The trillion-dollar mess of student loans has been a political football for years. Forgive and forget was never part of the loan agreement, as evidenced by changes to the bankruptcy code, limiting one’s ability to purge the liability from a student (or parent’s) budget. In 1987., according to the Student Loan Borrower Assistance site:
- The most common test is the Brunner test which requires a showing that
- 1) the debtor cannot maintain, based on current income and expenses, a “minimal” standard of living for the debtor and the debtor’s dependents if forced to repay the student loans;
- 2) additional circumstances exist indicating that this state of affairs is likely to persist for a significant portion of the repayment period of the student loans, and 3) the debtor has made good faith efforts to repay the loans. (Brunner v. New York State Higher Educ. Servs. Corp., 831 F. 2d 395 (2d Cir. 1987).
However, the non-dischargability of student loans through bankruptcy receives plenty of media attention. As NPR noted, with an example of “Lauren.”
- Lauren eventually found a lawyer who took her case and charged her about $3,000, doing some of the work pro bono. And going through bankruptcy, she got her debt reduced from about $200,000 to around $100,000, with the bulk of that reduced to a 1% interest rate.
The topic of student loan bankruptcy will likely accelerate as President Biden indicated a shift, as CNBC reported.
- On the campaign trail, President Joe Biden issued his support for $10,000 of undergraduate or graduate student debt relief for every year of national or community service, up to five years and $50,000. Since then, House and Senate Democrats repeatedly urged Biden to “broadly” forgive up to $50,000 of federal debt through executive order during his first 100 days in office.
- Biden’s first 100 days are now behind him, and he has repeatedly pushed back against leaders of his party, stating that he will only support up to $10,000 of debt forgiveness and that he would prefer Congress craft the legislation.
- On Friday, The Washington Post reported that several “ambitious Biden campaign pledges” will likely be left out of the annual White House budget — including student debt forgiveness. The Biden administration is reportedly reviewing federal student loan relief programs separately.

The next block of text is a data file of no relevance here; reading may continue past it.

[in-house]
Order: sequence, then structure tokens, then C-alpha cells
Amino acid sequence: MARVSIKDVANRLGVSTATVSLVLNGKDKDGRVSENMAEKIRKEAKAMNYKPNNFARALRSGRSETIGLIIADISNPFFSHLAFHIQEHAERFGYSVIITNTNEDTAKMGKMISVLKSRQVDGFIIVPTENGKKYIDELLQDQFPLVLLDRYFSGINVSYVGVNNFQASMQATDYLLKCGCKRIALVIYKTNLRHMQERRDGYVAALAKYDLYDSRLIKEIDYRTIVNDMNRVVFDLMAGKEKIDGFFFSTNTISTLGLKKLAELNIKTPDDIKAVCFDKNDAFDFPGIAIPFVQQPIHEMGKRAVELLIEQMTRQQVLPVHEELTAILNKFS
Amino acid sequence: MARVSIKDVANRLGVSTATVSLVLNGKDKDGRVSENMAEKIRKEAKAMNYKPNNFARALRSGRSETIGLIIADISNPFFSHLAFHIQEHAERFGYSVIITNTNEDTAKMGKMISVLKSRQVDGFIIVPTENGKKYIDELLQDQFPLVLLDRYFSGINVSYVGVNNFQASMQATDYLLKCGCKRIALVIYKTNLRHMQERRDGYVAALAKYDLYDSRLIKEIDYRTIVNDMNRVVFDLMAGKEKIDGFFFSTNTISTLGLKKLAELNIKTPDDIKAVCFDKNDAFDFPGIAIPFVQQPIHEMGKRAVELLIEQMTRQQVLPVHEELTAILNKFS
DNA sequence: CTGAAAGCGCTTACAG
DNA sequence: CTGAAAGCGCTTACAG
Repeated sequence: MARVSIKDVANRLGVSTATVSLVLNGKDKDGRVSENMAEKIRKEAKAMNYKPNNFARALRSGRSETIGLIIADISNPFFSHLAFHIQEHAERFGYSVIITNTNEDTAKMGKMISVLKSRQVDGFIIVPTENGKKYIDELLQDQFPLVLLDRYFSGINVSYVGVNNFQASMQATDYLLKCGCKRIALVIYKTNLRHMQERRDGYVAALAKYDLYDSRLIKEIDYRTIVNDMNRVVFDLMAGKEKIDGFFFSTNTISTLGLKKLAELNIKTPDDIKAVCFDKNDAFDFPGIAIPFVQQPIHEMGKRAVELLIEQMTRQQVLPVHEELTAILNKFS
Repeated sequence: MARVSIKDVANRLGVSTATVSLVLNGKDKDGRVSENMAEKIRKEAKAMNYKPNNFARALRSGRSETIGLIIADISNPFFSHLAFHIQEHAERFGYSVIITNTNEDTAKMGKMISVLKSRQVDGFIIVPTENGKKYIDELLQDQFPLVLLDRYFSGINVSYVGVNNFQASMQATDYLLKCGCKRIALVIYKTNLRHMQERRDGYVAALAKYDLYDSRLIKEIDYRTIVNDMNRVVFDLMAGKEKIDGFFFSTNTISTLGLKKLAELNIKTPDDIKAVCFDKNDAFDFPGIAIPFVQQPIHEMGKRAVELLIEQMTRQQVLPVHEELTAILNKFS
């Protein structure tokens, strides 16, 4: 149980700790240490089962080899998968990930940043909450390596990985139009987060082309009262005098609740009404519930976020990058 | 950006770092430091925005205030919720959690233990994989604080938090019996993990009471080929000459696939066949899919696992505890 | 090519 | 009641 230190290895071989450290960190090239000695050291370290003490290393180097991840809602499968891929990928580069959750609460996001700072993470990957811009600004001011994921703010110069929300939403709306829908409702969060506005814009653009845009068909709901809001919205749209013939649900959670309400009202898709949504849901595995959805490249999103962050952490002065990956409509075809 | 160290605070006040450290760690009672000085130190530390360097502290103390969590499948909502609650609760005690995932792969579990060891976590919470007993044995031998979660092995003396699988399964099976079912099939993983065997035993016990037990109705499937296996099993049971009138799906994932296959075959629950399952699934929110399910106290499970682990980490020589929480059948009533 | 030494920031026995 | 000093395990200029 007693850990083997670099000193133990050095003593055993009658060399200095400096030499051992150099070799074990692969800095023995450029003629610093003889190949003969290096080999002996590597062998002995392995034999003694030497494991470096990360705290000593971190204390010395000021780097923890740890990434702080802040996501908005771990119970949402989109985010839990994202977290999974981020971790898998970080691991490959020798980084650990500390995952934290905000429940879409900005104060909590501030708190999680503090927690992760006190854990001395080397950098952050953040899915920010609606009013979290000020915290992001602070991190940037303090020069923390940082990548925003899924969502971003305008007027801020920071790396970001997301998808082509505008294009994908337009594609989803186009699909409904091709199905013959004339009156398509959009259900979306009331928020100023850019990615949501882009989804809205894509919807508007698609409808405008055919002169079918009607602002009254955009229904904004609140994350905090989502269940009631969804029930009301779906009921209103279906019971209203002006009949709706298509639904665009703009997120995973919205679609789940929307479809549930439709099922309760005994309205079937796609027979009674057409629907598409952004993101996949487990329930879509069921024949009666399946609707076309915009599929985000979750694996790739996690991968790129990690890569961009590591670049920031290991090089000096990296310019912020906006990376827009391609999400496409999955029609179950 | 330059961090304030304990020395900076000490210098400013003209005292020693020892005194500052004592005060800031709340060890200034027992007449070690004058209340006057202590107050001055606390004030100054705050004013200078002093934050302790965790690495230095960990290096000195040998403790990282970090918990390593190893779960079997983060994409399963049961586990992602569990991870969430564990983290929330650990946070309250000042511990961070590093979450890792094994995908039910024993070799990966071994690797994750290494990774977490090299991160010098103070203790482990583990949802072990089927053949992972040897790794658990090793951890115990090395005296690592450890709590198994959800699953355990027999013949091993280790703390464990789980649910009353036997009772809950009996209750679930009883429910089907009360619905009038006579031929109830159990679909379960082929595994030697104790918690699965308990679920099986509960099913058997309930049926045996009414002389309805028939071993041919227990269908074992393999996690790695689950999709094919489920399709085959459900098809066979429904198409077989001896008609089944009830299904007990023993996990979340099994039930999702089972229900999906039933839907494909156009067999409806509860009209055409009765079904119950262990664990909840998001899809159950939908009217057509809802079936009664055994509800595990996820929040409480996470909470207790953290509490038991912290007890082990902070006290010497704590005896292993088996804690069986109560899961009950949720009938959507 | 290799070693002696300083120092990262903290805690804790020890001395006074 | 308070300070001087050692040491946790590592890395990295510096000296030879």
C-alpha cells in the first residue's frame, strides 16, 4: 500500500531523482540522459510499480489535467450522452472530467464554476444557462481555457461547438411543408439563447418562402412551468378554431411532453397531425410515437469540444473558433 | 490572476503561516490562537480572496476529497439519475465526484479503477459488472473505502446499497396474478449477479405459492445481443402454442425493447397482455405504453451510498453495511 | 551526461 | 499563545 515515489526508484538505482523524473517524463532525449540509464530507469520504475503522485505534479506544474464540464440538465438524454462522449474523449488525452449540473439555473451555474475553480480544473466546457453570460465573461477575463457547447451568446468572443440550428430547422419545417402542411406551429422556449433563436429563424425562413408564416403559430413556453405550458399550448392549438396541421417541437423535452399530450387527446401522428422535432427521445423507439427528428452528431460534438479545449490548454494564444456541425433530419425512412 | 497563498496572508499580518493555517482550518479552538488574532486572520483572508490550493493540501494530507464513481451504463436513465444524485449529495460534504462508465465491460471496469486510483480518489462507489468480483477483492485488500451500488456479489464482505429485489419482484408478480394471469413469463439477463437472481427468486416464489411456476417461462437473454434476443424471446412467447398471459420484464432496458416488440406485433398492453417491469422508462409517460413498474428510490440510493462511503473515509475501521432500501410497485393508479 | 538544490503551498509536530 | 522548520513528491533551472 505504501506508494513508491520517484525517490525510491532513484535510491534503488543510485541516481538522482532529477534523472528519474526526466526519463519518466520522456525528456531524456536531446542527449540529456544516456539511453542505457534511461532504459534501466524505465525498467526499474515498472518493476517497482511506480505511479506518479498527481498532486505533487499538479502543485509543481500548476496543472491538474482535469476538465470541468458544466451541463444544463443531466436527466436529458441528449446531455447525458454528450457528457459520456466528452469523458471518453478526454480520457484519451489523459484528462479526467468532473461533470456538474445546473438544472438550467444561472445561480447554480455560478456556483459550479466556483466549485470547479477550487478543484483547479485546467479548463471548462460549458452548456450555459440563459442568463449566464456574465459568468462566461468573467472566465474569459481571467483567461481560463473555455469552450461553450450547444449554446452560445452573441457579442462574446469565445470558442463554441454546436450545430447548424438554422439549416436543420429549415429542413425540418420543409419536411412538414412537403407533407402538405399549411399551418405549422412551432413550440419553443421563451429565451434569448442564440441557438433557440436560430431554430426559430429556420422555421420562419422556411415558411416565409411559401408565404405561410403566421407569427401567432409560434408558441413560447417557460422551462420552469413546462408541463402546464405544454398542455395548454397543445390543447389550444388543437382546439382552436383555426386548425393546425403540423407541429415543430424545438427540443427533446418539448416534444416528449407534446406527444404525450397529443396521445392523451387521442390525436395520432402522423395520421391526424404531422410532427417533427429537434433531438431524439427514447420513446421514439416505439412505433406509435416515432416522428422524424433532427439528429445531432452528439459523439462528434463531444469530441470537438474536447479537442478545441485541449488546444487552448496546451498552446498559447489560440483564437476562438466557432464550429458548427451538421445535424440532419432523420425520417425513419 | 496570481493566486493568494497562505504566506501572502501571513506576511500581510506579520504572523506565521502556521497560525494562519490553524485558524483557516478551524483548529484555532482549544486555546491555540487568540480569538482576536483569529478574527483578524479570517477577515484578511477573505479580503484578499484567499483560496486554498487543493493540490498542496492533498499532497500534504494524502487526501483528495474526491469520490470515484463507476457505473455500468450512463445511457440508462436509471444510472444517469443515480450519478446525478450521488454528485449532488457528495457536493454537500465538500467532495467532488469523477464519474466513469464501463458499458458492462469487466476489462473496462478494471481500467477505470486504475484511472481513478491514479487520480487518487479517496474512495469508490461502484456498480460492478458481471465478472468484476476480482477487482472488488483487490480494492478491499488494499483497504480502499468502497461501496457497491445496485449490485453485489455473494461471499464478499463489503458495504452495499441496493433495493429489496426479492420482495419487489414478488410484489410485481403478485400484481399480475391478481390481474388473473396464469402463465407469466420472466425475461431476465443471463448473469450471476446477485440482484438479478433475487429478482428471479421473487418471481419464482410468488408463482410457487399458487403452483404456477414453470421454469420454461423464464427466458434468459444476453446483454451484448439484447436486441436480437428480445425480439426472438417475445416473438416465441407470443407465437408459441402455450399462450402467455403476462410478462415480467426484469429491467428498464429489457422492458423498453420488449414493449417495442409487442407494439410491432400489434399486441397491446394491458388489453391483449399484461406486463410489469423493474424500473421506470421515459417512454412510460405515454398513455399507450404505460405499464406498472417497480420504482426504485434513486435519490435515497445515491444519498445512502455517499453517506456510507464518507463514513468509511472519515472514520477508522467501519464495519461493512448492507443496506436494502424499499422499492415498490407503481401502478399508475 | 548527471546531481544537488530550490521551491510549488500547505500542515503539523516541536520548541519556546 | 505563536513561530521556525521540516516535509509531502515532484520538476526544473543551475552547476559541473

- But higher education expert Mark Kantrowitz says the news is “not surprising.” He says those interested in the future of student debt forgiveness should instead pay close attention to the memo Biden has requested about the use of executive authority to cancel student loans.
- “President Biden is still waiting for the U.S. Department of Justice and the U.S. Department of Education to report on their review of his legal authority to forgive student loan debt through executive order,” explains Kantrowitz. “Only after he receives that report, which I expect will find that he does not have the legal authority, will the ball be in Congress’ court.”
While students (now graduates) face financial challenges in repaying their loans, the payments industry needs to watch the decrease in borrowing habits caused by overloaded debt burdens. The CARD Act of 2009 severely limited a college student’s ability to borrow without a parental sponsor. With lower credit scores and student debt that will not go away quickly, there is another problem.
According to the Federal Reserve, household debt owed by those older than 70 years old is outpacing those aged 18 and 25. This means that the feeder group for new credit accounts is failing, which requires credit card issuers to review their strategies and normalize their approach through the next decade.
Overview provided by Brian Riley, Director, Credit Advisory Service at Mercator Advisory Group